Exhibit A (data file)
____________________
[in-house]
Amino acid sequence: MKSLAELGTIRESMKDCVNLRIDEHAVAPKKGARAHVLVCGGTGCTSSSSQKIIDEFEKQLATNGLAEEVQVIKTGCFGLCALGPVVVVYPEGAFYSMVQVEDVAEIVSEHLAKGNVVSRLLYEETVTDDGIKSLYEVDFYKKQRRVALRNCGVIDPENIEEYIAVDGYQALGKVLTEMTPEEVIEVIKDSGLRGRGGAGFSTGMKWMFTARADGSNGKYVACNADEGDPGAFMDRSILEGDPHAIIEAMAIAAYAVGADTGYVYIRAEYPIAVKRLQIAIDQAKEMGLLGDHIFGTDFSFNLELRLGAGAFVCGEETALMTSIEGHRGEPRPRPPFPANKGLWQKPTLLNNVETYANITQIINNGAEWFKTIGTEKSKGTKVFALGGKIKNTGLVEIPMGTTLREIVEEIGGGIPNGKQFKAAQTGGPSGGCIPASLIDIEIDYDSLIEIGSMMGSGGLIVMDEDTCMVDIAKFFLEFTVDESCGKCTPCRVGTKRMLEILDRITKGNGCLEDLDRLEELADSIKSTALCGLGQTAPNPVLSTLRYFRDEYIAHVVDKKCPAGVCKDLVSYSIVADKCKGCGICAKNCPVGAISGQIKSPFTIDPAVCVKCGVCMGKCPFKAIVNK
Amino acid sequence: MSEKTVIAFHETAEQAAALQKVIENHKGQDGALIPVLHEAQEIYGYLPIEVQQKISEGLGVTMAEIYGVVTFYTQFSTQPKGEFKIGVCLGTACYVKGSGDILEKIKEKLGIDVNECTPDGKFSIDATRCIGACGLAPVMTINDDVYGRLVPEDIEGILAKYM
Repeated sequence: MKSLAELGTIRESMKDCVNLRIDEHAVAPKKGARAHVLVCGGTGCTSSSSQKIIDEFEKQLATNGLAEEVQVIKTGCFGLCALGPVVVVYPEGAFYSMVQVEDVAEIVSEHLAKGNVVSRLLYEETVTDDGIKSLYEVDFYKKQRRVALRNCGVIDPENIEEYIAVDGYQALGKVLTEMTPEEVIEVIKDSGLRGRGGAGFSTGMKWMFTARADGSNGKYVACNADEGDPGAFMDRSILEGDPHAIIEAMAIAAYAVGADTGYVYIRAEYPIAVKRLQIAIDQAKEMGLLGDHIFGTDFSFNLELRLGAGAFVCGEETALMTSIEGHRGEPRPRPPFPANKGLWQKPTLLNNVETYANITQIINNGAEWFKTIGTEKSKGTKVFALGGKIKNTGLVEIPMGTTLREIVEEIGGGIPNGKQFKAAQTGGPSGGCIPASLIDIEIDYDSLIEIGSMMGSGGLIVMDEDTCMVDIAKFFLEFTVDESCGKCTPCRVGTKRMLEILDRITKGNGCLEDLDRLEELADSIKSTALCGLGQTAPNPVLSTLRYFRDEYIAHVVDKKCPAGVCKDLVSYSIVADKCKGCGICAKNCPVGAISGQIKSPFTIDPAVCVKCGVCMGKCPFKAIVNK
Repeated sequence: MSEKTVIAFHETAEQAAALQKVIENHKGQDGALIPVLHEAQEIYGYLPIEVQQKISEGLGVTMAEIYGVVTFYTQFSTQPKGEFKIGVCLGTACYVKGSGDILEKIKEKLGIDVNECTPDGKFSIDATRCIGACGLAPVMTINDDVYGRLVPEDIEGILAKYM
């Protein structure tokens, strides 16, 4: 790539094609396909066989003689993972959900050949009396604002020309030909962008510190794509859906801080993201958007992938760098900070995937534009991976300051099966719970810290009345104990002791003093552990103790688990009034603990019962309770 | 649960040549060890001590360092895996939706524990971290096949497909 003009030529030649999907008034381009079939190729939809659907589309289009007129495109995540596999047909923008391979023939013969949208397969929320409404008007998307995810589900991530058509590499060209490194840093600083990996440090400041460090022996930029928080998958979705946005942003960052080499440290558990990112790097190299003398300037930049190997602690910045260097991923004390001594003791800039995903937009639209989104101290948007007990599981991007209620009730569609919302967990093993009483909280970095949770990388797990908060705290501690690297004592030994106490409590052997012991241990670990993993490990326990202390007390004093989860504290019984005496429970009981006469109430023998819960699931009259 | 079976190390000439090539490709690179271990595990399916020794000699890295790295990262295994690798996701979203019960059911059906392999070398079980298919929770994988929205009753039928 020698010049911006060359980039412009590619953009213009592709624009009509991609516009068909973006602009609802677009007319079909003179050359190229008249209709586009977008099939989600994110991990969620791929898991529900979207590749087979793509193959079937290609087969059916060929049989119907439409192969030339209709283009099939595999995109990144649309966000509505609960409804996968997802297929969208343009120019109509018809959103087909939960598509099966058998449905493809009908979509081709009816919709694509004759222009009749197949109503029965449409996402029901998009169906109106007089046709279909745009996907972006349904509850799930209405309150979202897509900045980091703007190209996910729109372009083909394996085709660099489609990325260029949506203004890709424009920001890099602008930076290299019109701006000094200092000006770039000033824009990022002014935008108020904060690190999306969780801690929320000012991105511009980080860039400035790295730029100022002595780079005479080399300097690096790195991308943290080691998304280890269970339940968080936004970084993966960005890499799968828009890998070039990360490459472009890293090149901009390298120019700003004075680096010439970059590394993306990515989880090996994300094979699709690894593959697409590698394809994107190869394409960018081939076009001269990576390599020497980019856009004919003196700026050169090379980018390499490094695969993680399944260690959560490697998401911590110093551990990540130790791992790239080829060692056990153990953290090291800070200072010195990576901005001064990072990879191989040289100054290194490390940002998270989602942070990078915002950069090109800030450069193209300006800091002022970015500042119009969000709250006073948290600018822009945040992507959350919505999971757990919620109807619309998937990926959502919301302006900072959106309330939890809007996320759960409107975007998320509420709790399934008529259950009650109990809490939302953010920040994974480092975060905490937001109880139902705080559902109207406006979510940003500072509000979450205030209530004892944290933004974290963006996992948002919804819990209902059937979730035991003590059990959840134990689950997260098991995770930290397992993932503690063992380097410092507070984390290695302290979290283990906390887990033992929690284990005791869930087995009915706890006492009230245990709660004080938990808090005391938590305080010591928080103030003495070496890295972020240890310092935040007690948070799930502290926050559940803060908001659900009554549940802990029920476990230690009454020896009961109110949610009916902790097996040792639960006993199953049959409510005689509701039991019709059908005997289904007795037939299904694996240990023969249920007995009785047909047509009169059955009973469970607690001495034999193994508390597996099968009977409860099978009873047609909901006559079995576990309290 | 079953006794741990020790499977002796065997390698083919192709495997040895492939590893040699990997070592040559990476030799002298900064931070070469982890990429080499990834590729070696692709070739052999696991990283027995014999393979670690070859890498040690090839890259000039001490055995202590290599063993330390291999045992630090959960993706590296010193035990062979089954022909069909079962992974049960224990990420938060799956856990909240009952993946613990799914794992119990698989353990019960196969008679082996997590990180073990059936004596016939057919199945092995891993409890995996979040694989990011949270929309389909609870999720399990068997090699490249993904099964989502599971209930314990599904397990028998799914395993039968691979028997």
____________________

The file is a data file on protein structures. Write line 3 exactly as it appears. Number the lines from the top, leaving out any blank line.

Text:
Amino acid sequence: MSEKTVIAFHETAEQAAALQKVIENHKGQDGALIPVLHEAQEIYGYLPIEVQQKISEGLGVTMAEIYGVVTFYTQFSTQPKGEFKIGVCLGTACYVKGSGDILEKIKEKLGIDVNECTPDGKFSIDATRCIGACGLAPVMTINDDVYGRLVPEDIEGILAKYM